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Woman suing over Empire Builder rape case


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#81 Bob Dylan

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Posted 01 December 2017 - 01:32 PM

The CEO of Amtrak needs to call up the Lawyers handling this case for Amtrak and tell them in no uncertain terms to Settle with the Woman for Fair Compensation along with Sincere apologies from Amtrak.

He also needs to have his Executive team do a serious study of the vetting,hiring and discipline system that Amtrak negotiates with the Unions, and implement a workable and sensible system that protects the Rights of Both the Employees and the Passengers!

Basta! Enough "it's not Right but its Legal" BS!!

Edited by Bob Dylan, 01 December 2017 - 01:32 PM.

"There's Something About a Train! It's Magic!"-- 1970s Amtrak Ad
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Yet there isn't a train I wouldn't take,No matter where its going!.." -Edna St. Vincent Millay

#82 tricia

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Posted 01 December 2017 - 02:03 PM

 

I see myself as a feminist. If I walk down a lonley street at night, and there is a lone female ahead, I cross the road to the other side, so as not to raise any worries...Maybe the current level of sexual harrasment coming into the news in many walks will help to promote better Amtrak whistle blowing and vetting procedures.


I still support the original goal of popularizing gender equality through traditional feminism.  What's not to like about a social contract that promotes equal power and responsibility for the benefit of everyone?  I think almost anyone with a conscience can get behind the idea that powerful people should not be allowed to abuse their position in order to force subordinates into non-consensual behavior. Whether on the street or on Amtrak or in a hotel room.  However, we now seem to be moving beyond the equality standard in some ways, possibly in response to growing anger and dissatisfaction with living under the regime of a self-professed woman grabber. These days even seemingly harmless (if socially awkward) displays of romantic affection are being reinterpreted as potentially life altering criminal behavior.  Which leaves me wondering how men will go about pursuing women in a socially acceptable manner in the future.  Perhaps women will eventually become the primary romantic pursuers if the new social contract begins to favor their interests over time.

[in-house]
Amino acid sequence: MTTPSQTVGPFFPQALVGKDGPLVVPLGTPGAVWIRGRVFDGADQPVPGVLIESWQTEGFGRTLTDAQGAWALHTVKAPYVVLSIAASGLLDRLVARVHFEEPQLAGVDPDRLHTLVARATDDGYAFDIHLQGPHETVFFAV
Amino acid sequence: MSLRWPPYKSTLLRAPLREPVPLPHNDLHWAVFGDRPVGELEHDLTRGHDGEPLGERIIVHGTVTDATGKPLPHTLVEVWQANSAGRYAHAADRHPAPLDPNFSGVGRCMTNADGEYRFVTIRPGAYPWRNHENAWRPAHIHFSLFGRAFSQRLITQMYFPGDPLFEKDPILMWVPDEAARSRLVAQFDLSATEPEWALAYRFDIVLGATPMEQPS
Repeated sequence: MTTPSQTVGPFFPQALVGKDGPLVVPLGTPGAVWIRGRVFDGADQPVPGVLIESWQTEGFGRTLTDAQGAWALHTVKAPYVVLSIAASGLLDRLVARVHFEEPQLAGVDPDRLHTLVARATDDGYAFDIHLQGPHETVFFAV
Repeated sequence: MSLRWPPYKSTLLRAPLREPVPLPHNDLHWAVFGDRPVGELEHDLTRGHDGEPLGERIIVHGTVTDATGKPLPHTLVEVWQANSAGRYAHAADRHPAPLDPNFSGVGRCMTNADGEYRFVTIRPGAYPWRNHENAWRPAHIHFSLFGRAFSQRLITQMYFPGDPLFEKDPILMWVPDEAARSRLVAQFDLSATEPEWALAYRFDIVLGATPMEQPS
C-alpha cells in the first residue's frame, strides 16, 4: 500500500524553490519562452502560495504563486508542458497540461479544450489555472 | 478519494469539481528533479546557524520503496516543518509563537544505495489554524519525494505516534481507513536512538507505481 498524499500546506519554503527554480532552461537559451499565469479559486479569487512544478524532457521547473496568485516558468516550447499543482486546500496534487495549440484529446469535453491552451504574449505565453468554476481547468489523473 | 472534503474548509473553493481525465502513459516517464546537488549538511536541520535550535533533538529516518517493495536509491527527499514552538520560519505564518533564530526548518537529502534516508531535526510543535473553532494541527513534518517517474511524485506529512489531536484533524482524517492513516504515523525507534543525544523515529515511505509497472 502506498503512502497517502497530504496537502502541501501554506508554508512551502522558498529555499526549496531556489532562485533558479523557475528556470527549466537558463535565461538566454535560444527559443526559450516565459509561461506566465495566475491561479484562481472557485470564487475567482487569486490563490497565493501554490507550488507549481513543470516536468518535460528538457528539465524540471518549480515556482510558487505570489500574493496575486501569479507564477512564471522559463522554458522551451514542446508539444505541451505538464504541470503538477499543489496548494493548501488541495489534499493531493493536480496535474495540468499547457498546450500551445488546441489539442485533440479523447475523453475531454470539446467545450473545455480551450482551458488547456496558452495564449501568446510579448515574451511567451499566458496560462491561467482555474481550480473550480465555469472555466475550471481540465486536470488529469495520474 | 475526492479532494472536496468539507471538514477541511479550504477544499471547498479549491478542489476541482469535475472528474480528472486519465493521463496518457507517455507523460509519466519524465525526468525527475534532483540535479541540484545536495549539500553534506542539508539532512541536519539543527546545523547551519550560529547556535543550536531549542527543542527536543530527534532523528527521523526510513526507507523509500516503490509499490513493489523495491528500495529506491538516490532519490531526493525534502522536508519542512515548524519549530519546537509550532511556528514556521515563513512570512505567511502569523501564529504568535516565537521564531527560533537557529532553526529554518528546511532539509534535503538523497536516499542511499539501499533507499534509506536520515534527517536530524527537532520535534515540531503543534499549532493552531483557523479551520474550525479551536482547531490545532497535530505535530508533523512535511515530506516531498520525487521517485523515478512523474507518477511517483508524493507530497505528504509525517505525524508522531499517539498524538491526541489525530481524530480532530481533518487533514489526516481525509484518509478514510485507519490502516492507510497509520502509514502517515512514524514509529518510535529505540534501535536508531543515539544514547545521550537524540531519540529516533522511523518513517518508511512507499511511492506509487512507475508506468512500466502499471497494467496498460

That friendly touch currently is perilous in many settings is a real loss—and not just to our romantic lives. Human touch in social and business settings is so important that non-threatening ways to do it (like handshakes) have been institutionalized for perhaps as long as humans have been human.

 

But the blame for this awkwardness shouldn't be assigned to the women who feel newly enabled to publicly shame men who've abused them. The blame belongs to those men, and to some extent to all of us who've been complicit in a culture that has allowed them to abuse with little risk.  (It's mostly men not because women are somehow morally superior, but because men are much more often in positions of economic, physical, and/or other power over women than vice versa.)

 

I think much of the current awkwardness is temporary. It seems reasonable to hope that as more men learn that they need to seek consent, rather than assume that superior power either gives them irresistible attractiveness or simply allows them to get away with whatever they want, life will improve for women and men alike.

 

Amtrak, like other businesses and institutions, can help this good process along by implementing a no-tolerance policy for physical abuse, defined to include any sort of intentional, non-consensual touching. For this to be effective, the policy needs to be well publicized, and employees need to be trained to look for and immediately respond to incidents of abuse.

 

Perhaps a few well-publicized incidents of gropers being thrown off the train at the next stop (as Amtrak policy currently treats on-board smokers) would be helpful. (DA: It's perhaps too much to hope that this might happen to a certain orange-haired office holder--but imagining such a scene does make me smile.) 



#83 Lonestar648

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Posted 01 December 2017 - 06:05 PM